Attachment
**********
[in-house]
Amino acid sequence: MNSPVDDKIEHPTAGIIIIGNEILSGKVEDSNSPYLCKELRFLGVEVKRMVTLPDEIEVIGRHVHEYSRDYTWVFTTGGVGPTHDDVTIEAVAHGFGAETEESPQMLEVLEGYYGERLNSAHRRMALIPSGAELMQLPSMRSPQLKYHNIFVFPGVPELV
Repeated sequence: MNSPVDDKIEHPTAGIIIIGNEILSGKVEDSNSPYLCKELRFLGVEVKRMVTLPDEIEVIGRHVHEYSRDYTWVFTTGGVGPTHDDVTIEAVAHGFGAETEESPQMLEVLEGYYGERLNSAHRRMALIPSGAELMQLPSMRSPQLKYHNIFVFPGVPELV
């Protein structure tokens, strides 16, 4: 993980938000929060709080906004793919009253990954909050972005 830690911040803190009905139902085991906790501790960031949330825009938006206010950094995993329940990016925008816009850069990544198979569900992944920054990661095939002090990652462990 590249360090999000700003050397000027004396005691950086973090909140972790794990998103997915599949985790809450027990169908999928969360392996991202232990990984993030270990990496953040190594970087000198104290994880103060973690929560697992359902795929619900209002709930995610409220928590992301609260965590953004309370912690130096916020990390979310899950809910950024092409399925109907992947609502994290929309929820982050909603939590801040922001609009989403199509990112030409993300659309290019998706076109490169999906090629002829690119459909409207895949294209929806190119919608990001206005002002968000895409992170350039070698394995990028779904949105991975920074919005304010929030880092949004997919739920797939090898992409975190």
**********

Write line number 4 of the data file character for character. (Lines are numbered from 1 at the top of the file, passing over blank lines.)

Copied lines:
């Protein structure tokens, strides 16, 4: 993980938000929060709080906004793919009253990954909050972005 830690911040803190009905139902085991906790501790960031949330825009938006206010950094995993329940990016925008816009850069990544198979569900992944920054990661095939002090990652462990 590249360090999000700003050397000027004396005691950086973090909140972790794990998103997915599949985790809450027990169908999928969360392996991202232990990984993030270990990496953040190594970087000198104290994880103060973690929560697992359902795929619900209002709930995610409220928590992301609260965590953004309370912690130096916020990390979310899950809910950024092409399925109907992947609502994290929309929820982050909603939590801040922001609009989403199509990112030409993300659309290019998706076109490169999906090629002829690119459909409207895949294209929806190119919608990001206005002002968000895409992170350039070698394995990028779904949105991975920074919005304010929030880092949004997919739920797939090898992409975190």